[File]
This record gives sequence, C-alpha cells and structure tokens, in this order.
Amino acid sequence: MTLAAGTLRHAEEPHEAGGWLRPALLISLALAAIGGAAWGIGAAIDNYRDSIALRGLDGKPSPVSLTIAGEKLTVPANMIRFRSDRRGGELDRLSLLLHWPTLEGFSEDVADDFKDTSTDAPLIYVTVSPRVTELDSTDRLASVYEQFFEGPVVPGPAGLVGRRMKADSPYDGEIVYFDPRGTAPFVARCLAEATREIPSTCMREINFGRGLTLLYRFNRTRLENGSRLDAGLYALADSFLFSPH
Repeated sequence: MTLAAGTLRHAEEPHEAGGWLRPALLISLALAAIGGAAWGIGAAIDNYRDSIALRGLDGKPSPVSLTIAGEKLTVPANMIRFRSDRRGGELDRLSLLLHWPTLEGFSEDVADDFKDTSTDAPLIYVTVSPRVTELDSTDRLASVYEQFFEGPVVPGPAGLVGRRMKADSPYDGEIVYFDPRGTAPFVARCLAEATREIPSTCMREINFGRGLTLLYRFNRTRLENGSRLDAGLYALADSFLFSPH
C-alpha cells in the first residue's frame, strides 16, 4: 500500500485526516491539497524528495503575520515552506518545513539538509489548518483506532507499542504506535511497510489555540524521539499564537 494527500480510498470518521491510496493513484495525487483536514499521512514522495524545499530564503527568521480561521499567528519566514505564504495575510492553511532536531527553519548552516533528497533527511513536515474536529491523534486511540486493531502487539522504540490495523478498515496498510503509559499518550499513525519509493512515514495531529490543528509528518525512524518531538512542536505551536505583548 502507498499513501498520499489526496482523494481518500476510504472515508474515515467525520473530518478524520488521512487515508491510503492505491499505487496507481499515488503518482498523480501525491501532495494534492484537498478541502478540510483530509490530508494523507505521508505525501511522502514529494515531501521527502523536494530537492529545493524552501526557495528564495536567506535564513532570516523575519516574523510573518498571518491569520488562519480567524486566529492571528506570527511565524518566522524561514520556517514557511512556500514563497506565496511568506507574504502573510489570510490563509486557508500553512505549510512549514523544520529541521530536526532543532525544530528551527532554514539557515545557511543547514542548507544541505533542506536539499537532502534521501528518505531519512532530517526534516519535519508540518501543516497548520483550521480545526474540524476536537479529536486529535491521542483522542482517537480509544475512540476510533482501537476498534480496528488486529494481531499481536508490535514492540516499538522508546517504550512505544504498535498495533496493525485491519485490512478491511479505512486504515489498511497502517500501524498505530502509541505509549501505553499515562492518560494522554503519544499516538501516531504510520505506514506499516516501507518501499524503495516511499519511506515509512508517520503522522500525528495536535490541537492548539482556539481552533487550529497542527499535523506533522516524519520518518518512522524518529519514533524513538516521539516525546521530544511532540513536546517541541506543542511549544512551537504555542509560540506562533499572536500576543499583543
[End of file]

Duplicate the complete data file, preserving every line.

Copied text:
This record gives sequence, C-alpha cells and structure tokens, in this order.
Amino acid sequence: MTLAAGTLRHAEEPHEAGGWLRPALLISLALAAIGGAAWGIGAAIDNYRDSIALRGLDGKPSPVSLTIAGEKLTVPANMIRFRSDRRGGELDRLSLLLHWPTLEGFSEDVADDFKDTSTDAPLIYVTVSPRVTELDSTDRLASVYEQFFEGPVVPGPAGLVGRRMKADSPYDGEIVYFDPRGTAPFVARCLAEATREIPSTCMREINFGRGLTLLYRFNRTRLENGSRLDAGLYALADSFLFSPH
Repeated sequence: MTLAAGTLRHAEEPHEAGGWLRPALLISLALAAIGGAAWGIGAAIDNYRDSIALRGLDGKPSPVSLTIAGEKLTVPANMIRFRSDRRGGELDRLSLLLHWPTLEGFSEDVADDFKDTSTDAPLIYVTVSPRVTELDSTDRLASVYEQFFEGPVVPGPAGLVGRRMKADSPYDGEIVYFDPRGTAPFVARCLAEATREIPSTCMREINFGRGLTLLYRFNRTRLENGSRLDAGLYALADSFLFSPH
C-alpha cells in the first residue's frame, strides 16, 4: 500500500485526516491539497524528495503575520515552506518545513539538509489548518483506532507499542504506535511497510489555540524521539499564537 494527500480510498470518521491510496493513484495525487483536514499521512514522495524545499530564503527568521480561521499567528519566514505564504495575510492553511532536531527553519548552516533528497533527511513536515474536529491523534486511540486493531502487539522504540490495523478498515496498510503509559499518550499513525519509493512515514495531529490543528509528518525512524518531538512542536505551536505583548 502507498499513501498520499489526496482523494481518500476510504472515508474515515467525520473530518478524520488521512487515508491510503492505491499505487496507481499515488503518482498523480501525491501532495494534492484537498478541502478540510483530509490530508494523507505521508505525501511522502514529494515531501521527502523536494530537492529545493524552501526557495528564495536567506535564513532570516523575519516574523510573518498571518491569520488562519480567524486566529492571528506570527511565524518566522524561514520556517514557511512556500514563497506565496511568506507574504502573510489570510490563509486557508500553512505549510512549514523544520529541521530536526532543532525544530528551527532554514539557515545557511543547514542548507544541505533542506536539499537532502534521501528518505531519512532530517526534516519535519508540518501543516497548520483550521480545526474540524476536537479529536486529535491521542483522542482517537480509544475512540476510533482501537476498534480496528488486529494481531499481536508490535514492540516499538522508546517504550512505544504498535498495533496493525485491519485490512478491511479505512486504515489498511497502517500501524498505530502509541505509549501505553499515562492518560494522554503519544499516538501516531504510520505506514506499516516501507518501499524503495516511499519511506515509512508517520503522522500525528495536535490541537492548539482556539481552533487550529497542527499535523506533522516524519520518518518512522524518529519514533524513538516521539516525546521530544511532540513536546517541541506543542511549544512551537504555542509560540506562533499572536500576543499583543